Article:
Early Pioneers

Who Invented Television?

The issue of ‘who invented television?’ will probably never be answered to everyone’s satisfaction. Each country believes they have their own television pioneer(s). People in the US believe it was Jenkins, or Farnsworth, or Zworykin with support from Hungarian Tihanyi’s patents. The Japanese believe it was Takayanagi. In Russia, Boris Rosing. In France, Belin and Barthelemy. Eastern Europe, von Mihaly. Germany, Karolus. In the UK we have the choice of Campbell-Swinton for concept and Baird for practical demonstration and harbinger of the television age.

A few recent authors (Burns and Abramson) have taken a less provincial and more global view and correctly cited almost parallel developments in thinking and experiment around the world. Television had been thought out theoretically for some time and only slow-speed image facsimile communications were practical. Developments in electronics at the start of the 20th century led the way to practicality and by the early 1920s, the availability of fast, sensitive photo-cells and valve/tube amplifiers meant the parts were coming together. At that time, scanning the picture – a necessary step to making television practical – could not yet be done electronically. There was however an opto-mechanical approach available.

Paul Nipkow had invented a method of mechanical scanning for television in 1884. This was basically a disc with a single spiral of lenses or apertures on it. Each lens corresponded to a line of the television picture. One rotation would give one television frame. Not only was it simple to build (for a small number of lines), it could be used for both camera-scanning and display scanning. The Nipkow disc was used by several of these TV pioneers as the basis for their Television system.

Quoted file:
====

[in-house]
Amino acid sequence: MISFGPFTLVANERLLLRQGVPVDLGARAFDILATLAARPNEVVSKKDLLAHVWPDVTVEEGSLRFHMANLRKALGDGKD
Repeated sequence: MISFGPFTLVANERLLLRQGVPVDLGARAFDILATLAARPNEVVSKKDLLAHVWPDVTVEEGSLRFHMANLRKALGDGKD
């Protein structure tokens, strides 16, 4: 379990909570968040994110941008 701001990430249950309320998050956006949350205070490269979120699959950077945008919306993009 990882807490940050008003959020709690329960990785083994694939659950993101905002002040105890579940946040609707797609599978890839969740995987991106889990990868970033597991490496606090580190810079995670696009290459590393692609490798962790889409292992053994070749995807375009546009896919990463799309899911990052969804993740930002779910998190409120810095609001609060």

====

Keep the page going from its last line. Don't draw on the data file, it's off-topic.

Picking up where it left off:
A A Campbell Swinton

The concept of television scanned, synchronised and displayed by electronic means belongs back in 1908 to Scotsman, Alan Archibald Campbell Swinton. His was the ‘Distant Electric Vision’ as suggested in his letter to Nature (18 June 1908) and subsequent lecture (1911) illustrated with diagrams. This was to be the closest match to the eventual electronic systems in development in the 1920s and a practical reality in the 1930s. However, his concept of television (and it was no more than that) does not apply to today’s television system – merely to the valve-analogue implementation, which was crucially the next viable step in the television’s development.

John Logie Baird

JLBBy the mid 1920s there were several experimenters around the world all busy experimenting with their own flavour of mechanically-scanned television. First with a demonstration of ‘true’ television (by reflected light rather than back-lit silhouettes) was a Scotsman, John Logie Baird. Like his contemporaries, his equipment contained no new major developments that could be attributed to him directly. Baird took Nipkow’s scanning disc idea and the latest in electronics and developed this into the first demonstration of ‘true’ television in London, January 1926.